Land of the Lost

The Wretched of the Earth BY Frantz Fanon. New York: Grove Press. 320 pages. $13.

The cover of The Wretched of the Earth

AMONG POLITICAL IMPERATIVES set forth by the election, two intertwined refusals stand out. We should refuse the risk of effacing the continuity of ongoing barbarisms, a risk that comes with exaggerating what is new and exceptional about a Trump presidency. And we must refuse to be driven back into the arms of last year's horror show by this year's horror show. This leaves me disinclined to catastrophism. In this disturbing moment I am looking for books that can tell the time, register how we arrived at this odd hour, and avoid the implication that there is anything to be gained by setting the clock back.

Frantz Fanon's The Wretched of the Earth—his logic of anticolonial revolution—has been reactivated not by the repugnant xenophobia swirling around the election but by something that preceded and helped shape it. This is the most pressing social movement in the United States, gathering together the complex of struggles known as Black Lives Matter, alongside parallel counterstruggles against the immiserations and exclusions of racial capitalism. It seems to me the movement's variegations and fluidity provide much of its power. No one quite knows its contours. That said, the currents within it that can no longer believe in the panacea of institutional reform are not simply the most dramatic aspects but the most telling. They are, one might say, its Fanonian character.

Fanon is the great thinker of the anticolonial struggles that swept the globe in the '50s and continued on after his premature death in 1961, the year of Wretched's publication in French (it was translated into English in 1963). He understood the struggles as total: "Decolonization, which sets out to change the order of the world, is clearly an agenda for total disorder. But it cannot be accomplished by the wave of a magic wand, a natural cataclysm, or a gentleman's agreement." The scope of the anticolonial project is set not by some timeless antagonism but by the historical violence of colonization itself, "the organization of a Manichaean world" that produces colonizer and colonized as distinct species between whom no détente is possible. For the colonized, "there is no question . . . of competing with the colonist. They want to take his place."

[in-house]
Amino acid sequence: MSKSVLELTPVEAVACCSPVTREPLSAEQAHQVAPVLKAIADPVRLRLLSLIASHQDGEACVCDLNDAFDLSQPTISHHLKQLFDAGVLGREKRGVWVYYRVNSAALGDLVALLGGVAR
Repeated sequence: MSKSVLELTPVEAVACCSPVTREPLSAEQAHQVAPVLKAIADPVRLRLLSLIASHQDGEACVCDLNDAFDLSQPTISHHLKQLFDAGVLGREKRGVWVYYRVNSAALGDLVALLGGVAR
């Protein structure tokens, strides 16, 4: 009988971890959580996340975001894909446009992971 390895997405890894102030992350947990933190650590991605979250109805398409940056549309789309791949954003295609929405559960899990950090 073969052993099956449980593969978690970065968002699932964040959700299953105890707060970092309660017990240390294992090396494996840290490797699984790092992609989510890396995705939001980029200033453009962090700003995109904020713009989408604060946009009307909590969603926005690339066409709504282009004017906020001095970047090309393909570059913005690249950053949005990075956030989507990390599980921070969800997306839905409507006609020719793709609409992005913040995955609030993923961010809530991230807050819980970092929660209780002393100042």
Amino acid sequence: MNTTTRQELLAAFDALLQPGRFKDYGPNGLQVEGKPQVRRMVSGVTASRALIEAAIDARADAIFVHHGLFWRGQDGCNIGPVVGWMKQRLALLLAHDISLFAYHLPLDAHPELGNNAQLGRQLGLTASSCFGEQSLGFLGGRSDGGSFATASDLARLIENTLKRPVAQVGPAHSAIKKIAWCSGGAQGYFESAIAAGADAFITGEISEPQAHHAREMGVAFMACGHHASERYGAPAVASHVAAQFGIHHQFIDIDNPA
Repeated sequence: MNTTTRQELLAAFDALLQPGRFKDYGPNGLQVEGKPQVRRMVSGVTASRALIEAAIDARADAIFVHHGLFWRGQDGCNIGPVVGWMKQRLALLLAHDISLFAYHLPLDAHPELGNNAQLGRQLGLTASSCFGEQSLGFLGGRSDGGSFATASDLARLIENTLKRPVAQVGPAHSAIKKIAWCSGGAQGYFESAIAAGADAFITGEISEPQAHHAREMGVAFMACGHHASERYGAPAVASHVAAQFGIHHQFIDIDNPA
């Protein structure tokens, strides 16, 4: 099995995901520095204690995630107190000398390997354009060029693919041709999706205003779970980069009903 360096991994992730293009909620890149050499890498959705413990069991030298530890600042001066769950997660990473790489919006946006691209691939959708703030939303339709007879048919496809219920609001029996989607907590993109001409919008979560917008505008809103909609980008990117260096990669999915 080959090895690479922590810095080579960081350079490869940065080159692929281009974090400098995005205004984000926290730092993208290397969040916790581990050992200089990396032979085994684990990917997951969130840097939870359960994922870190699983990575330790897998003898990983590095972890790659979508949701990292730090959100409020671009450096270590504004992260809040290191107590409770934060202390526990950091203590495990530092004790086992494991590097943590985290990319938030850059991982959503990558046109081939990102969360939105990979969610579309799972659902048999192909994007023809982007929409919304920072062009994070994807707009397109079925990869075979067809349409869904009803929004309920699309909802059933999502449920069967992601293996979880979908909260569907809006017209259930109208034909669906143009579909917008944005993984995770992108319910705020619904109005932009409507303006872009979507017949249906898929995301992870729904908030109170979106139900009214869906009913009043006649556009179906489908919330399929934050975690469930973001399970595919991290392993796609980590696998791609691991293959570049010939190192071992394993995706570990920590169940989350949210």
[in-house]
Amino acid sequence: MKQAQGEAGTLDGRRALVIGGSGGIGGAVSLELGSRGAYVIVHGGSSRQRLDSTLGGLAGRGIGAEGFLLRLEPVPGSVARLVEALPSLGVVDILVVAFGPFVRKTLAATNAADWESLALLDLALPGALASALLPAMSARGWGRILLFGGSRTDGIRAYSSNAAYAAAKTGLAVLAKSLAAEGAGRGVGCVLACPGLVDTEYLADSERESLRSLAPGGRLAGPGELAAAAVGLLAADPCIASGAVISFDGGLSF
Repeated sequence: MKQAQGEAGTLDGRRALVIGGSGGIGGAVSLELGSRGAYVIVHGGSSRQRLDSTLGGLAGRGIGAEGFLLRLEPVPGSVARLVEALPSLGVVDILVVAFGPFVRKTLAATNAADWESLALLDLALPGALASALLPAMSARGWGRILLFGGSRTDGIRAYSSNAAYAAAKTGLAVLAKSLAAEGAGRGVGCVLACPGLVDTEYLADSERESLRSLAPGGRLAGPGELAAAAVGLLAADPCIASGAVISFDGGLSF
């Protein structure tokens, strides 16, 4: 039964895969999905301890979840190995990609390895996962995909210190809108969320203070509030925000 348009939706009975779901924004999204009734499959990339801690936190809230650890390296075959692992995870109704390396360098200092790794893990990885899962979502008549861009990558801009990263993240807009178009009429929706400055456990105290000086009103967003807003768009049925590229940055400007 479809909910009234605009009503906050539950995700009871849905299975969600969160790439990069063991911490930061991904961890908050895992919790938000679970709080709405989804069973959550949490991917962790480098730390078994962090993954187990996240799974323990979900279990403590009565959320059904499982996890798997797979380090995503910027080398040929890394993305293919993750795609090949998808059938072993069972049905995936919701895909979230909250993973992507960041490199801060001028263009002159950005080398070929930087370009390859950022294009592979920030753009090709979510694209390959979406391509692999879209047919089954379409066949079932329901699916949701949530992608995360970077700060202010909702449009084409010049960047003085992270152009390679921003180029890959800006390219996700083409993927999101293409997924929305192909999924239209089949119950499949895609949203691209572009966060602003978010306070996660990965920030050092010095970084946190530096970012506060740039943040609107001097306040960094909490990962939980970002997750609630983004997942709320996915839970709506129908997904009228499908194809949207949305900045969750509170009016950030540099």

Fanon's revolutionary figure was to be found among those lumpenproletariat from the shantytowns who "circle tirelessly around the different towns, hoping that one day or another they will be allowed inside"—those excluded from labor markets, from even that mean and diminished slice of the good life that can lead an exhausted and brutalized person to cut a deal with power. It is this sector that has been rising in the US, in ways dramatically and pointedly racialized. Even in 1963, Detroit autoworker and brilliant political theorist James Boggs wrote, "Today in the United States there is no doubt that those at the bottom are growing in numbers much faster than the system will ever be able to absorb," concluding that "America is headed toward full unemployment, not full employment." Those who do find work are trapped in a job market so intensely polarized there can be no escape imagined from poverty. Meanwhile those surplus to the needs of capital and empire grow, and grow restless.

The US that falls to Trump is closer than ever to the world Fanon described, with its burgeoning population of those condemned to circle tirelessly, more likely to be granted entrance to prison than the good life. But it has been a long approach, an ongoing disclosure of the structure of racialized violence fatally bent on preserving a collapsing power. If to many commentators the election seems a total break, we might say instead that it bespeaks a long-standing situation gone total—partial demands and "gentlemen's agreements" have lost any plausible appeal. It is obvious that the election should be the death knell for liberalism, neo- or otherwise, and not an occasion to double down. Many feel disoriented, for good reason. The US as a nation is no longer oriented by Left/Right ideas of how to make things work, but by the logic of included/excluded. Fanon is a vital guide here, and The Wretched of the Earth one of the great accounts of the situation from which one sets out to change the order of the world.

Joshua Clover is the author of Riot. Strike. Riot: The New Era of Uprisings (Verso, 2016).